Thank you for your interest in the University of Arizona’s residency program in the specialty of Radiation Oncology. We hope this website will be of assistance in guiding you through the application process.
Sun Yi, M.D.
Staci Shea, Program Coordinator
About the Department of Radiation Oncology
- Our professional staff consists of six full-time physicians, five physicists and seven residents.
- Therapy equipment includes an Elekta SL 25 accelerator with 6 MV, 15 MV and 30 MV (research mode) photons, full electrons as well portal imaging capabilities and multileaf collimators, a Tomotherapy HiArt system and a Novalis Brainlab System with Exactrac technology. High Dose Rate (HDR) radiation is possible utilizing a Varian, Varisource.
- Simulation is done on a Philips Large Bore CT.
- Treatment planning is done utilizing Pinnacle, Eclipse, and Brainlab.
- CT and MRI are available for diagnosis and radiotherapy planning in the Diagnostic Radiology Department.
- The types of therapy offered within the department are state of the art and extensive. There is an active Bone Marrow Transplant program and total body irradiation is often utilized. CT based three dimensional planning is available and used extensively. Low dose rate prostate seed implant program is expanding. In addition, I-125 eye plaques are performed. High dose rate (HDR) brachytherapy is offered and commonly used for gynecologic applications.
About the Residency Program
The residency program in radiation oncology consists of 48 months, thirty six of which must be spent in the clinical core curriculum of Radiation Oncology. Multi-specialty tumor boards in all subsites of disease are conducted on a weekly basis. During these tumor boards, both surgical pathology and critical radiologic studies are reviewed. Residents will rotate through dosimetry/physics for one month to obtain first hand experience in dose calculations, treatment planning, and quality assurance. Up to a six month block of research time is provided and the research opportunities in the department encompass clinical, biological, and physics/engineering investigation.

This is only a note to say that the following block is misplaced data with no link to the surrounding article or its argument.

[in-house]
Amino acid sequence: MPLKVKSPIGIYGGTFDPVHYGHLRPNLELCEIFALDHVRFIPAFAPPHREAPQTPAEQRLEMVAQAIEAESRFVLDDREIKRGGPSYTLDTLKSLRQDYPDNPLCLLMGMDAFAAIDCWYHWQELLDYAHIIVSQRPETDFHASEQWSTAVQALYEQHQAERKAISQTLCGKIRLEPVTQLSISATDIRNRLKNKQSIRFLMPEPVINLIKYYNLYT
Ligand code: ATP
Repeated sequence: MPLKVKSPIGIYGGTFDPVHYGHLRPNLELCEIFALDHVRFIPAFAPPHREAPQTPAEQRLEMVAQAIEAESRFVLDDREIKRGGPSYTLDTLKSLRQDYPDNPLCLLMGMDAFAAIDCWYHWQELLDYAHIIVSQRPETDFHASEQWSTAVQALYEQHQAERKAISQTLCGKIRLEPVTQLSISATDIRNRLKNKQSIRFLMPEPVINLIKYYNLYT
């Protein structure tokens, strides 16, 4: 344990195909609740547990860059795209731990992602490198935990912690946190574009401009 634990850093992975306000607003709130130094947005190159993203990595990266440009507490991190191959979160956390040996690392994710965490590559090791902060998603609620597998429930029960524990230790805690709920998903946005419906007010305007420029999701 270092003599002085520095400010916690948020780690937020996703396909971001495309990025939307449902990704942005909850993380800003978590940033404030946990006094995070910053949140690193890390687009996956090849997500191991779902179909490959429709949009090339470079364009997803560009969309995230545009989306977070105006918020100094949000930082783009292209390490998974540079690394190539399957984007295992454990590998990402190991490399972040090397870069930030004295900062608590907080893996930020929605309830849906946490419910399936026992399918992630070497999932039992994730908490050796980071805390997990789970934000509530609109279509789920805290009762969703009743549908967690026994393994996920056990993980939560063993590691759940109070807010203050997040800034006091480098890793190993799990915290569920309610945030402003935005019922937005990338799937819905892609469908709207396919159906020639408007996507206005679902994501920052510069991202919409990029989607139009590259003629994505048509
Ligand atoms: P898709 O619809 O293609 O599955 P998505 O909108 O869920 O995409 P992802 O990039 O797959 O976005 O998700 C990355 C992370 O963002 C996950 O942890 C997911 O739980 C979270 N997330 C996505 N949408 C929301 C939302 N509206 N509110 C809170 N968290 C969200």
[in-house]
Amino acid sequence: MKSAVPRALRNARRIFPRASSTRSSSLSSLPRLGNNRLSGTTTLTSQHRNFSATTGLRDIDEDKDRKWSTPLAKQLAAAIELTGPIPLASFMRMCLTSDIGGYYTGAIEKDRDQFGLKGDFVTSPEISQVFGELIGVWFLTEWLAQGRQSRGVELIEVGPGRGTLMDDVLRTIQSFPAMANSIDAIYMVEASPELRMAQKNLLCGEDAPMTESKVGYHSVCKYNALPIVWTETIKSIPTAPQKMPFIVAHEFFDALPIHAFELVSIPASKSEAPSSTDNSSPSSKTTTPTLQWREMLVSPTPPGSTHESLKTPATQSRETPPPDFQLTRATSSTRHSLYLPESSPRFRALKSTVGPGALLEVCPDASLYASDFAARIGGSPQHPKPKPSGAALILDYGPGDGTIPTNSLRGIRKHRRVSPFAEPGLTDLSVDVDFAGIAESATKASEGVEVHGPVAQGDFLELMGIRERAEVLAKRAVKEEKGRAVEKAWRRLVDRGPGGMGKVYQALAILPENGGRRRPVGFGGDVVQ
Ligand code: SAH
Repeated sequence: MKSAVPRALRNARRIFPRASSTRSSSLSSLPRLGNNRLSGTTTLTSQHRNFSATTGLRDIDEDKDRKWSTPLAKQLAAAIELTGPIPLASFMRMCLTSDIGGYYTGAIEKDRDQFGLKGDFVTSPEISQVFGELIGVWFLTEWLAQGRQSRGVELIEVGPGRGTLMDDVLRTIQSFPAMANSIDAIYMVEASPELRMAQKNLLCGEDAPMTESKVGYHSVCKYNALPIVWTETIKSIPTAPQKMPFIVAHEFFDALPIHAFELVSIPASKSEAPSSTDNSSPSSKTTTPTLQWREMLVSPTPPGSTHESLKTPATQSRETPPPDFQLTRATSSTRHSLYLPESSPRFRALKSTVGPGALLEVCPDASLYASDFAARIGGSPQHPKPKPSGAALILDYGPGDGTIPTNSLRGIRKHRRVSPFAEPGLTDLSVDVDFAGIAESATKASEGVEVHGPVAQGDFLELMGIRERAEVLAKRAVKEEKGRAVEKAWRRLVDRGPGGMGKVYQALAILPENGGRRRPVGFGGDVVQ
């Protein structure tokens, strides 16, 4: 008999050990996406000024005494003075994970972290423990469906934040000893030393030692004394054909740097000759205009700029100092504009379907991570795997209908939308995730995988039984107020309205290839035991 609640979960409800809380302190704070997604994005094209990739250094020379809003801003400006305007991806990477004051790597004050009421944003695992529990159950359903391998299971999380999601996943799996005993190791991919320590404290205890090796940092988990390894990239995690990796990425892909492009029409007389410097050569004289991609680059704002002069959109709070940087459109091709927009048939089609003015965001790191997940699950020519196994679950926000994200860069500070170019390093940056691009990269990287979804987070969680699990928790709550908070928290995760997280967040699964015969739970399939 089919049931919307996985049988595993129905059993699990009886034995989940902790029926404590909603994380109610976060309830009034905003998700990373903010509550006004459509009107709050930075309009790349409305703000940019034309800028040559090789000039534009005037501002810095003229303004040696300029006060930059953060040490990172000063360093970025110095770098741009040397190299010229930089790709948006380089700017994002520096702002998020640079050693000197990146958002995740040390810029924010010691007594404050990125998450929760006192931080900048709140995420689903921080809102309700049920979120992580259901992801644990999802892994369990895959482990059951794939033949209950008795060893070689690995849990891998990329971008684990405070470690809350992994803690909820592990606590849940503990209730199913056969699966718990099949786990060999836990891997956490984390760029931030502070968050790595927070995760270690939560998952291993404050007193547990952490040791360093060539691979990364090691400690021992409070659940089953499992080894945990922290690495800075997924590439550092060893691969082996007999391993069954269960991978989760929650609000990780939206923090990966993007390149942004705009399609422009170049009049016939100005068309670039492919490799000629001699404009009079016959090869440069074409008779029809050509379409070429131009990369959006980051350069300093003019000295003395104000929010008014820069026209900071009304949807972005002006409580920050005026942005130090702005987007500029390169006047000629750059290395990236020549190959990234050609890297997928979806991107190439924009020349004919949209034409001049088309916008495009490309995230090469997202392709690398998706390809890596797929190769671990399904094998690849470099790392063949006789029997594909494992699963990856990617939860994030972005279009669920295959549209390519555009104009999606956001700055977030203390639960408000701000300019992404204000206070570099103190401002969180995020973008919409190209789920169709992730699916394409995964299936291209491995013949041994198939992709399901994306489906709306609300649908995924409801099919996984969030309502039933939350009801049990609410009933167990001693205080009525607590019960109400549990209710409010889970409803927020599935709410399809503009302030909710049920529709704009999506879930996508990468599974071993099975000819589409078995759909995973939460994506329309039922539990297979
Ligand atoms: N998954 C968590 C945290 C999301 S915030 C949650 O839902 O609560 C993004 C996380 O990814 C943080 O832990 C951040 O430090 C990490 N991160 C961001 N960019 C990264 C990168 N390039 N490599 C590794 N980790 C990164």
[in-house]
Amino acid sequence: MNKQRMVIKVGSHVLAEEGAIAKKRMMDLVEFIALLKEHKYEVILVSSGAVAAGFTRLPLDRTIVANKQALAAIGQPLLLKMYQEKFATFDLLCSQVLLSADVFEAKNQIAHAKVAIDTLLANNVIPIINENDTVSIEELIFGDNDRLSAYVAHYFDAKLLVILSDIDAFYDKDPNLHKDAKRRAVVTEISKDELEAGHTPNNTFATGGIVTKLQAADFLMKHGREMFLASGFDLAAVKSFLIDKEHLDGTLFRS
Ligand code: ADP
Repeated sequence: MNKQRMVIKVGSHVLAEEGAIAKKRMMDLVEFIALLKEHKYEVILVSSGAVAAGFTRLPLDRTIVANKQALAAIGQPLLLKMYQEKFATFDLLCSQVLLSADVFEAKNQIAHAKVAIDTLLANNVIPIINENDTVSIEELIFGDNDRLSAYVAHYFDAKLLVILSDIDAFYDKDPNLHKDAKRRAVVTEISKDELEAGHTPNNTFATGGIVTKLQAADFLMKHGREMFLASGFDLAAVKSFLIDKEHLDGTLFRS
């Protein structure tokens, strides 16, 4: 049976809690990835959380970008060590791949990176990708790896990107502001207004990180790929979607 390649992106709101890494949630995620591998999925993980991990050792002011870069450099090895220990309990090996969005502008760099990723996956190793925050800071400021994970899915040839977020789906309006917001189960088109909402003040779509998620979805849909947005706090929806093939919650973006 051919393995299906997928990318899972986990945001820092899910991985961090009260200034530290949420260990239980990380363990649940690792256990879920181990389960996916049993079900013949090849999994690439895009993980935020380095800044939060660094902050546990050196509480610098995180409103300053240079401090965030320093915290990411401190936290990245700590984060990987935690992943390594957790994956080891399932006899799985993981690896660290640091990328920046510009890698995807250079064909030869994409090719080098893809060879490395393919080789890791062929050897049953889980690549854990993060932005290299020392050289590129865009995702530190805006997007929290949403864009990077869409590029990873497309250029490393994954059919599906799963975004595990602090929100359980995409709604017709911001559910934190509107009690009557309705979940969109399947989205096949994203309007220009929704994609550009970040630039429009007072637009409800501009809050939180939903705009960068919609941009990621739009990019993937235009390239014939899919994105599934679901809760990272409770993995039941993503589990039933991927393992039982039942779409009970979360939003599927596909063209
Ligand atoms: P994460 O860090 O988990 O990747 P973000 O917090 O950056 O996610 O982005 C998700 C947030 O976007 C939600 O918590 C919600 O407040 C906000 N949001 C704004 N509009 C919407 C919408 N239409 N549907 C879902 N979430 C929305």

The residency training is an "apprenticeship" based training. Each resident is assigned to one attending with a specific disease site focus. During each rotation, the resident works closely with the attending. This affords the unique opportunity to evaluate a patient during a consultation visit, generate a plan, simulate the appropriate fields, write a treatment prescription and then follow the patient through treatment. In this manner, each resident learns to treat a variety of malignancies and to manage the potential side effects of treatment.
Daily Education includes:
- Mondays, Tuesdays, & Fridays (8-9 AM) - Case based teaching conferences, Radiobiology, & Physics
- Wednesdays (8-9:30 AM) - Dosimetry rounds
- Thursdays (9am-12pm) - protected peer teaching
The Application Process
Applicants for the program are required to have satisfactorily completed medical school and a PGY-1 year in one of the following prior to matriculation within the program: Internal Medicine, Pediatrics, Surgery or surgical specialties, Obstetrics & Gynecology, Family Practice or Transitional. The department of Radiation Oncology is a participate in the ERAS Program and the National Residency Match Program (NRMP). Thus, applicants can be fourth year medical students in good standing at the time they submit their applications.
UA College of Medicine Graduate Medical Education website.